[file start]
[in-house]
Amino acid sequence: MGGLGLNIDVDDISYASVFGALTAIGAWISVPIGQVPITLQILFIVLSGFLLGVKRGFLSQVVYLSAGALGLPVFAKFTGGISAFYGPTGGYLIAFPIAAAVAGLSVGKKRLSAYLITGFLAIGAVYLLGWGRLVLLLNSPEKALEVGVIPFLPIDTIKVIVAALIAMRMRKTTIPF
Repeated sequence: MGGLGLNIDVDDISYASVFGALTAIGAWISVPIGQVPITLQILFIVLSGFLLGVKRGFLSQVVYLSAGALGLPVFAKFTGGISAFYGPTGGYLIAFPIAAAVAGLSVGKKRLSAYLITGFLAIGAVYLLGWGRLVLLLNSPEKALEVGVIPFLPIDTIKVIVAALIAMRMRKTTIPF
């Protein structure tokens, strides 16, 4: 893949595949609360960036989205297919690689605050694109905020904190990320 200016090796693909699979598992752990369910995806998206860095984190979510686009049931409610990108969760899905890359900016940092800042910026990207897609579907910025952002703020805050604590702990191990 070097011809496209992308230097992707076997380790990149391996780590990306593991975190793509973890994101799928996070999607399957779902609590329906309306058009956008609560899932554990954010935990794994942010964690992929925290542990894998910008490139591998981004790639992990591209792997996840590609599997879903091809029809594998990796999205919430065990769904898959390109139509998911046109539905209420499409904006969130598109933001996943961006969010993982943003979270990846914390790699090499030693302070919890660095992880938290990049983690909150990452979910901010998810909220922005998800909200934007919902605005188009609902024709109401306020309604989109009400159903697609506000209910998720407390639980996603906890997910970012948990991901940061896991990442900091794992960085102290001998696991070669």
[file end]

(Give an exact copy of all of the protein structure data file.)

[in-house]
Amino acid sequence: MGGLGLNIDVDDISYASVFGALTAIGAWISVPIGQVPITLQILFIVLSGFLLGVKRGFLSQVVYLSAGALGLPVFAKFTGGISAFYGPTGGYLIAFPIAAAVAGLSVGKKRLSAYLITGFLAIGAVYLLGWGRLVLLLNSPEKALEVGVIPFLPIDTIKVIVAALIAMRMRKTTIPF
Repeated sequence: MGGLGLNIDVDDISYASVFGALTAIGAWISVPIGQVPITLQILFIVLSGFLLGVKRGFLSQVVYLSAGALGLPVFAKFTGGISAFYGPTGGYLIAFPIAAAVAGLSVGKKRLSAYLITGFLAIGAVYLLGWGRLVLLLNSPEKALEVGVIPFLPIDTIKVIVAALIAMRMRKTTIPF
């Protein structure tokens, strides 16, 4: 893949595949609360960036989205297919690689605050694109905020904190990320 200016090796693909699979598992752990369910995806998206860095984190979510686009049931409610990108969760899905890359900016940092800042910026990207897609579907910025952002703020805050604590702990191990 070097011809496209992308230097992707076997380790990149391996780590990306593991975190793509973890994101799928996070999607399957779902609590329906309306058009956008609560899932554990954010935990794994942010964690992929925290542990894998910008490139591998981004790639992990591209792997996840590609599997879903091809029809594998990796999205919430065990769904898959390109139509998911046109539905209420499409904006969130598109933001996943961006969010993982943003979270990846914390790699090499030693302070919890660095992880938290990049983690909150990452979910901010998810909220922005998800909200934007919902605005188009609902024709109401306020309604989109009400159903697609506000209910998720407390639980996603906890997910970012948990991901940061896991990442900091794992960085102290001998696991070669």